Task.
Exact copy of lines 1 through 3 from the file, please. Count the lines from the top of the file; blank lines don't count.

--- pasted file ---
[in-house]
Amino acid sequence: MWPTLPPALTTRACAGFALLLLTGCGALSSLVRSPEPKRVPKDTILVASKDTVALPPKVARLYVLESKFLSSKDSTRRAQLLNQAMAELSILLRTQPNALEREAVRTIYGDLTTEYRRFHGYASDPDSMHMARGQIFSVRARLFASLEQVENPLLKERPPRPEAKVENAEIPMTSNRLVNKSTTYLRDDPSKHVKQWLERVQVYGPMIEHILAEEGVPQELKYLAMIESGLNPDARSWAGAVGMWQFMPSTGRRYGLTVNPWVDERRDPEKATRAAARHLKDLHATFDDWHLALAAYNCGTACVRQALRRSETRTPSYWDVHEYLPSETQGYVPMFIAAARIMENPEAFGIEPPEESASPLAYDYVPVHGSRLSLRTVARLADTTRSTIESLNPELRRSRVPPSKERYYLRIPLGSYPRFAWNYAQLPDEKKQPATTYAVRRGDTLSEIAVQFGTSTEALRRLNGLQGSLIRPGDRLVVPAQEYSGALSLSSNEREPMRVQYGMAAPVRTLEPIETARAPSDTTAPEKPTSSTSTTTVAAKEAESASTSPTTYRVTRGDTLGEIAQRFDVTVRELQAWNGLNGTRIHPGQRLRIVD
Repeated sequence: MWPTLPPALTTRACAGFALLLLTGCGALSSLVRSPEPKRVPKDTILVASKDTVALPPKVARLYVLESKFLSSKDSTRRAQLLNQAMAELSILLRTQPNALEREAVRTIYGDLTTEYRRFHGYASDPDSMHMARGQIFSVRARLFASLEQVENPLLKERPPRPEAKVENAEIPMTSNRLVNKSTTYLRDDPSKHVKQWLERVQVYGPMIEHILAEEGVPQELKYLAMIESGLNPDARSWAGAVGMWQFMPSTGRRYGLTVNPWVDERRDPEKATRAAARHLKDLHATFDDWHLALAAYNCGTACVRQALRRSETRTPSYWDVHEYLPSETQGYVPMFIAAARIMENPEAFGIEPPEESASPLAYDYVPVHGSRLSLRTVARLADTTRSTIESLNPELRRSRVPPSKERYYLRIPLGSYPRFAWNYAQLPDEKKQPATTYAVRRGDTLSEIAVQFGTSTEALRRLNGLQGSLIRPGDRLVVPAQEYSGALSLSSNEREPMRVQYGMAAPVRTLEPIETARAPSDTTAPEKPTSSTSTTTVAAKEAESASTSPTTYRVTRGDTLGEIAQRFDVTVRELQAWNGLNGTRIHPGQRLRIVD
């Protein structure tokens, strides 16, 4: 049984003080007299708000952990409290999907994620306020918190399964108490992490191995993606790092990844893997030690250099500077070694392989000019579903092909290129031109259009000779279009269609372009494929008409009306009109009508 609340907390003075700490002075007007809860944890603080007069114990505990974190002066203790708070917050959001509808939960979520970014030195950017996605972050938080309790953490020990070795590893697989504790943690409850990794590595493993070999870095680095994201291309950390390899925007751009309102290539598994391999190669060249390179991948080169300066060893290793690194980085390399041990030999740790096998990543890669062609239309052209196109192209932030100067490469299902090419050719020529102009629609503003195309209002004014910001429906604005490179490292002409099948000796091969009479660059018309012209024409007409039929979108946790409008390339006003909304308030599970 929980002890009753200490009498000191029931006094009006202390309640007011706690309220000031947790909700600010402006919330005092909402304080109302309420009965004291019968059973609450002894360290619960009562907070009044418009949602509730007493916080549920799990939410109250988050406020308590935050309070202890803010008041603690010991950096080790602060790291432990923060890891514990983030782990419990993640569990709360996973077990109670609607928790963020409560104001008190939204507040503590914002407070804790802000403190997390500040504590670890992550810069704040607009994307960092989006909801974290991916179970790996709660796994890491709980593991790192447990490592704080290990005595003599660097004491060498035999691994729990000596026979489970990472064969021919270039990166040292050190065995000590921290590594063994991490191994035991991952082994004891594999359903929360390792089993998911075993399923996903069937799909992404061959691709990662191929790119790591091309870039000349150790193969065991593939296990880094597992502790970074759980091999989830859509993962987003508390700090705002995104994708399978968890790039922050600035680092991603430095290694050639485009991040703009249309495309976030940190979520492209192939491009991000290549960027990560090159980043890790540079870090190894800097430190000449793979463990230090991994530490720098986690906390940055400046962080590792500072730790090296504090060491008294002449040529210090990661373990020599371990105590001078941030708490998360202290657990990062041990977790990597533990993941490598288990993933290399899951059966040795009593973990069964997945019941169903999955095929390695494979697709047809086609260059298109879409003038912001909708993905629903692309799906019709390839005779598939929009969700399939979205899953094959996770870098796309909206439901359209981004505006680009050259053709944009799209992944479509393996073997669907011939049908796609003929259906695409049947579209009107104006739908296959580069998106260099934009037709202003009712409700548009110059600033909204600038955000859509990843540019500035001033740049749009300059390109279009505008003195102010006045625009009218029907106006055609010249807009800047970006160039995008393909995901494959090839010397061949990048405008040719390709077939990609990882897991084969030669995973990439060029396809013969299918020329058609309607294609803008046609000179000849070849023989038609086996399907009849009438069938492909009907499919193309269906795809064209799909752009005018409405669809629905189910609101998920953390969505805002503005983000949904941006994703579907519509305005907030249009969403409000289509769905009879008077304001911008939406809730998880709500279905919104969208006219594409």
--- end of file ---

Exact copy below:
[in-house]
Amino acid sequence: MWPTLPPALTTRACAGFALLLLTGCGALSSLVRSPEPKRVPKDTILVASKDTVALPPKVARLYVLESKFLSSKDSTRRAQLLNQAMAELSILLRTQPNALEREAVRTIYGDLTTEYRRFHGYASDPDSMHMARGQIFSVRARLFASLEQVENPLLKERPPRPEAKVENAEIPMTSNRLVNKSTTYLRDDPSKHVKQWLERVQVYGPMIEHILAEEGVPQELKYLAMIESGLNPDARSWAGAVGMWQFMPSTGRRYGLTVNPWVDERRDPEKATRAAARHLKDLHATFDDWHLALAAYNCGTACVRQALRRSETRTPSYWDVHEYLPSETQGYVPMFIAAARIMENPEAFGIEPPEESASPLAYDYVPVHGSRLSLRTVARLADTTRSTIESLNPELRRSRVPPSKERYYLRIPLGSYPRFAWNYAQLPDEKKQPATTYAVRRGDTLSEIAVQFGTSTEALRRLNGLQGSLIRPGDRLVVPAQEYSGALSLSSNEREPMRVQYGMAAPVRTLEPIETARAPSDTTAPEKPTSSTSTTTVAAKEAESASTSPTTYRVTRGDTLGEIAQRFDVTVRELQAWNGLNGTRIHPGQRLRIVD
Repeated sequence: MWPTLPPALTTRACAGFALLLLTGCGALSSLVRSPEPKRVPKDTILVASKDTVALPPKVARLYVLESKFLSSKDSTRRAQLLNQAMAELSILLRTQPNALEREAVRTIYGDLTTEYRRFHGYASDPDSMHMARGQIFSVRARLFASLEQVENPLLKERPPRPEAKVENAEIPMTSNRLVNKSTTYLRDDPSKHVKQWLERVQVYGPMIEHILAEEGVPQELKYLAMIESGLNPDARSWAGAVGMWQFMPSTGRRYGLTVNPWVDERRDPEKATRAAARHLKDLHATFDDWHLALAAYNCGTACVRQALRRSETRTPSYWDVHEYLPSETQGYVPMFIAAARIMENPEAFGIEPPEESASPLAYDYVPVHGSRLSLRTVARLADTTRSTIESLNPELRRSRVPPSKERYYLRIPLGSYPRFAWNYAQLPDEKKQPATTYAVRRGDTLSEIAVQFGTSTEALRRLNGLQGSLIRPGDRLVVPAQEYSGALSLSSNEREPMRVQYGMAAPVRTLEPIETARAPSDTTAPEKPTSSTSTTTVAAKEAESASTSPTTYRVTRGDTLGEIAQRFDVTVRELQAWNGLNGTRIHPGQRLRIVD